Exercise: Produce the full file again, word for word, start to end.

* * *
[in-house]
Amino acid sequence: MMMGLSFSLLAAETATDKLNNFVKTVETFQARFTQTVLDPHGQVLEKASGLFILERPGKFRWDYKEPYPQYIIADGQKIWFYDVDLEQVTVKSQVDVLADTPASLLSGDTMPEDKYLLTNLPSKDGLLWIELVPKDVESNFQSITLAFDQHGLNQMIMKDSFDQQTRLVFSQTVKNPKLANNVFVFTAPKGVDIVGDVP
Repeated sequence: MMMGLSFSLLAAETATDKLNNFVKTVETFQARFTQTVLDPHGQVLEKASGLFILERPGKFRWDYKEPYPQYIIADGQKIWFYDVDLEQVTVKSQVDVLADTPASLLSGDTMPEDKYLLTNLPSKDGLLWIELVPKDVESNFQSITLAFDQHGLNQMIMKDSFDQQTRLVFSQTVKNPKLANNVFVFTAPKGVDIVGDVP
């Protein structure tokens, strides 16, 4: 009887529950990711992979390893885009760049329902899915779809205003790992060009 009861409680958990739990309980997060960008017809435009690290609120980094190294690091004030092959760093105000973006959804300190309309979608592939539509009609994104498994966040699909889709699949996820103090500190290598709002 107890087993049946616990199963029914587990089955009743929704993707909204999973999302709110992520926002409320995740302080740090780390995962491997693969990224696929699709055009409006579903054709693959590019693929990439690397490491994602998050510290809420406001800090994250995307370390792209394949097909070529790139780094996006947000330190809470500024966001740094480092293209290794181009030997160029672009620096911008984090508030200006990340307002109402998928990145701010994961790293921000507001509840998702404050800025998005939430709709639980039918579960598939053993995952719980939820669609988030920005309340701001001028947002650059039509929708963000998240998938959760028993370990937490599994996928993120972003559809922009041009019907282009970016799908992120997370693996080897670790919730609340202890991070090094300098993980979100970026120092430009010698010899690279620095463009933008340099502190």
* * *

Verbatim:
[in-house]
Amino acid sequence: MMMGLSFSLLAAETATDKLNNFVKTVETFQARFTQTVLDPHGQVLEKASGLFILERPGKFRWDYKEPYPQYIIADGQKIWFYDVDLEQVTVKSQVDVLADTPASLLSGDTMPEDKYLLTNLPSKDGLLWIELVPKDVESNFQSITLAFDQHGLNQMIMKDSFDQQTRLVFSQTVKNPKLANNVFVFTAPKGVDIVGDVP
Repeated sequence: MMMGLSFSLLAAETATDKLNNFVKTVETFQARFTQTVLDPHGQVLEKASGLFILERPGKFRWDYKEPYPQYIIADGQKIWFYDVDLEQVTVKSQVDVLADTPASLLSGDTMPEDKYLLTNLPSKDGLLWIELVPKDVESNFQSITLAFDQHGLNQMIMKDSFDQQTRLVFSQTVKNPKLANNVFVFTAPKGVDIVGDVP
């Protein structure tokens, strides 16, 4: 009887529950990711992979390893885009760049329902899915779809205003790992060009 009861409680958990739990309980997060960008017809435009690290609120980094190294690091004030092959760093105000973006959804300190309309979608592939539509009609994104498994966040699909889709699949996820103090500190290598709002 107890087993049946616990199963029914587990089955009743929704993707909204999973999302709110992520926002409320995740302080740090780390995962491997693969990224696929699709055009409006579903054709693959590019693929990439690397490491994602998050510290809420406001800090994250995307370390792209394949097909070529790139780094996006947000330190809470500024966001740094480092293209290794181009030997160029672009620096911008984090508030200006990340307002109402998928990145701010994961790293921000507001509840998702404050800025998005939430709709639980039918579960598939053993995952719980939820669609988030920005309340701001001028947002650059039509929708963000998240998938959760028993370990937490599994996928993120972003559809922009041009019907282009970016799908992120997370693996080897670790919730609340202890991070090094300098993980979100970026120092430009010698010899690279620095463009933008340099502190």